The text begins with a geographical, historical, and architectural account of Philadelphia, including descriptions of such notable institutions and organizations as the Philosophical Society, the Philadelphia Library, the Abolition Society (“to superintend the morals, conduct, and ordinary situation of free blacks,” etc.), the Bank of Pennsylvania, the University, and Peale’s Museum (containing “the most valuable and extensive collection of the subjects of natural history, to be met with in this country”). Various towns and villages along the roads to Washington are described, and the text concludes with a description of Washington, with notes on the Capitol, the President's house, and Georgetown.

Carey hired Joshua John Moore and Thomas W. Jones to conduct the surveys and draft the maps. As evidenced by letters Moore and Jones wrote to Carey, their task was quite challenging. Writing on 29 June 1801, they noted: “We should have written to you before this, had not fatigue of our daily journies rendered repose indispensable after the finishing of our notes and traverses. After twelve days driving our way through an immense multitude of questioners, observers, laughers, & critics, who generally thronged around us at every place, to our great discomposure at first…If astonishment would ensure success to a work, we may entertain strong hopes indeed of ours; but it has nearly exhausted our health, as every violent effort naturally must.” The maps resulting from these strenuous efforts feature not only roads and distances, but geological features (relief is shown by hachure), streams, graveyards, taverns (many of them with evocative names, such as American Arms Tavern, Wheatsheaf Tavern, etc.), churches, dwellings, meeting hoses, brickyards, woodlands., and so on. Various occasional details lending interest to the maps include “hawthorn fences” by the road, a “pyramidal rock,” “Chinese House” (on the Delaware River), “mine hole,” etc. The volume concludes with a map of Washington. The plates were produced by four engravers: William Harrison, Jr., Francis Shallus, John Draper, and James Smither, Jr. A second edition was published in 1804 with revised and expanded text but no alterations to the maps.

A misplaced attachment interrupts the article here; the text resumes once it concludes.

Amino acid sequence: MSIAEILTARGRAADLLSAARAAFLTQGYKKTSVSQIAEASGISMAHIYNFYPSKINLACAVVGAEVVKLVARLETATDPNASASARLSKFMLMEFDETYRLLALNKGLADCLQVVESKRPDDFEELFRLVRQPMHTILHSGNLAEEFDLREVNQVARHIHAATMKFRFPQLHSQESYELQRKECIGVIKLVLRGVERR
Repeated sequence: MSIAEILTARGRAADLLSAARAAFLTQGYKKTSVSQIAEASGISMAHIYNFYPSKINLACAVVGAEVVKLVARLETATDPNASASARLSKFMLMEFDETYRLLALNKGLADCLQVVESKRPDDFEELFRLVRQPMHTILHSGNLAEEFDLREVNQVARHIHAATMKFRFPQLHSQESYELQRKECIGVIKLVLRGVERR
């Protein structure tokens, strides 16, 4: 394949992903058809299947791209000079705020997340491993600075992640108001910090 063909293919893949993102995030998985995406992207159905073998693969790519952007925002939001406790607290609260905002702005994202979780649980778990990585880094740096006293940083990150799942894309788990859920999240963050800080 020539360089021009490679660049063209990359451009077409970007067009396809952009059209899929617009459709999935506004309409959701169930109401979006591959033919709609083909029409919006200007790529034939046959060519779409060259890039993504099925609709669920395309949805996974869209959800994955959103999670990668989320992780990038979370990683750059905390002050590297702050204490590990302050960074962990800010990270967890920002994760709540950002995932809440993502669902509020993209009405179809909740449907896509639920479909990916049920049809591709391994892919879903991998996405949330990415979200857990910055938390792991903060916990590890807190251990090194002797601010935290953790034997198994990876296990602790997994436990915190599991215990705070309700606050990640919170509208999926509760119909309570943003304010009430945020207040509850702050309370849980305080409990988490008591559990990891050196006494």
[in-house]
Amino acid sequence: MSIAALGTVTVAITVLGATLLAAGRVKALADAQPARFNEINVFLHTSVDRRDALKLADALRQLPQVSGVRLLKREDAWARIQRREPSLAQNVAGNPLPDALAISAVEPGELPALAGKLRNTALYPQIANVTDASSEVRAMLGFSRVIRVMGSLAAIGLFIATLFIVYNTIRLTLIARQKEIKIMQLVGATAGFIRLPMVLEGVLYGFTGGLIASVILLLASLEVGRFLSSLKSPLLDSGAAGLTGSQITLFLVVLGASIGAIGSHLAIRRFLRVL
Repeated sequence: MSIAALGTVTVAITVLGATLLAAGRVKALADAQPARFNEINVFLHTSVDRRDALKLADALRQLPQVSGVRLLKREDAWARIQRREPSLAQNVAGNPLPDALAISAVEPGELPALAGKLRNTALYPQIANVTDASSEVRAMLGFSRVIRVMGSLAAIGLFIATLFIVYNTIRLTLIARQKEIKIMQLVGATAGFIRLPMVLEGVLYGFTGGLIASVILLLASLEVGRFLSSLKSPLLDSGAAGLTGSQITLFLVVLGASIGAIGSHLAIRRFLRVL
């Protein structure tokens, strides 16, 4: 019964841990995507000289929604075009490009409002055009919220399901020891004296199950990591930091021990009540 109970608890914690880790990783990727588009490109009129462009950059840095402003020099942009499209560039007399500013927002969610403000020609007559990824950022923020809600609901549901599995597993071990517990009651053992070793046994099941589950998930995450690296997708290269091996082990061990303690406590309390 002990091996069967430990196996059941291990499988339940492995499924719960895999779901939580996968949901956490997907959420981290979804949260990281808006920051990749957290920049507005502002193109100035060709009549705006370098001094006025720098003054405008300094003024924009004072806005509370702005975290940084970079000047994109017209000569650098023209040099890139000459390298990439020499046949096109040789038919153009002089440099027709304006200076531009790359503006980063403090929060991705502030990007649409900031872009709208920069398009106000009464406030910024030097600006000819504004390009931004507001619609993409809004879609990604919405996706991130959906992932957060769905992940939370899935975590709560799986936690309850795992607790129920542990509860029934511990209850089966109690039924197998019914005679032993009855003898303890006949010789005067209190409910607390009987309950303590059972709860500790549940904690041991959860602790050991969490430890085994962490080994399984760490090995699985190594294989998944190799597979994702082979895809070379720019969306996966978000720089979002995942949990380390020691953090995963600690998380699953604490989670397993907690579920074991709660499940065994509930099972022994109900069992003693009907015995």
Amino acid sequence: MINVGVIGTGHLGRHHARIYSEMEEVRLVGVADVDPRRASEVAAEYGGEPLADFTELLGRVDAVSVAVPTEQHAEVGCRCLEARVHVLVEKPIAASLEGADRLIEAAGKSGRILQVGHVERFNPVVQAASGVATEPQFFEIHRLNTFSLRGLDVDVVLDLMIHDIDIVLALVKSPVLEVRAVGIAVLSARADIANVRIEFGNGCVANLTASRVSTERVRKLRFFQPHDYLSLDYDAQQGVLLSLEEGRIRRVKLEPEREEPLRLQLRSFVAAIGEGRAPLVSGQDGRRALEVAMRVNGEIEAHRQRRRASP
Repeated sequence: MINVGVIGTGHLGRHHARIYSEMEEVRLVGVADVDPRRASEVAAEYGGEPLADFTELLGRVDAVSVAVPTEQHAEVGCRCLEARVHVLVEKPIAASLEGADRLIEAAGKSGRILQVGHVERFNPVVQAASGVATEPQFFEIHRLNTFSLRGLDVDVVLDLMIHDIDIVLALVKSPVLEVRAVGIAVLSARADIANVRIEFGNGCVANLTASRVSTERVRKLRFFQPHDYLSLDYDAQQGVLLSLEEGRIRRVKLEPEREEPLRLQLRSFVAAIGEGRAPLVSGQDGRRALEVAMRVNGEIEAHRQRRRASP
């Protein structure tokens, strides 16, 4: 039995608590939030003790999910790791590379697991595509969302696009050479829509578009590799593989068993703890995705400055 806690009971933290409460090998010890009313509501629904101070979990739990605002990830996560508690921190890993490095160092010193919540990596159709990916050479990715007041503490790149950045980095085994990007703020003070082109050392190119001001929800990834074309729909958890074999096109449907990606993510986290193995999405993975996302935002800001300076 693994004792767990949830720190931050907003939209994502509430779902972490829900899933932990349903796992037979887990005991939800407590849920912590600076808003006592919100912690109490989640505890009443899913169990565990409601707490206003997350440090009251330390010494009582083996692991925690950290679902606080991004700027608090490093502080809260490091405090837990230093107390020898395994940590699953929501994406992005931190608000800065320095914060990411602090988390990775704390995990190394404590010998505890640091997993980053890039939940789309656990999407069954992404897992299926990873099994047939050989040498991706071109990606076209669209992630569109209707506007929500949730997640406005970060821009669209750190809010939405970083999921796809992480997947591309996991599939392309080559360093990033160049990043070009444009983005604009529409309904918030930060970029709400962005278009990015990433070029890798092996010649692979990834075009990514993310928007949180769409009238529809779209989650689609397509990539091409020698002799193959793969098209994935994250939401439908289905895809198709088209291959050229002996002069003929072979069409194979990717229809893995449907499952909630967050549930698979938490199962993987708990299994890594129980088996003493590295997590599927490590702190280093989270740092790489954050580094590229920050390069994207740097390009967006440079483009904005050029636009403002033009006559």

Dublin-born American publisher Mathew Carey (1760–1839) ran the largest American publishing house of the 19th century, which he founded in 1785. Initially publishing serials and journals, Carey’s first cartographic publication arrived in 1794 with A General Atlas for the Present War (1794), which was based on maps from William Guthrie’s Atlas to Guthrie’s System of Geograph. Later in 1795, Carey published The General Atlas for Carey’s Edition of Guthrie’s Geography Improved, which included sixteen maps of U.S. States. Later that year these sixteen maps—plus an additional five others—saw publication as American Atlas. For this work, Samuel Lewis made many important contributions as geographer, draftsman, mapmaker and penman. Engravers included William Barker, Joseph T. Scott, James Thackery, John Vallance, Samuel Hill, Amos Doolittle and Benjamin Tanner. In 1796 Carey published his General Atlas, which featured maps of the rest of the globe.

REFERENCES: Shaw & Shoemaker 2686; Howes M778; Streeter Sale 3969; Felcone, New Jersey Books, 886.

CONDITION: Very good, occasional foxing throughout, small excision to p. 19/20, no losses to the text.

Item #5900

Price: $9,500.00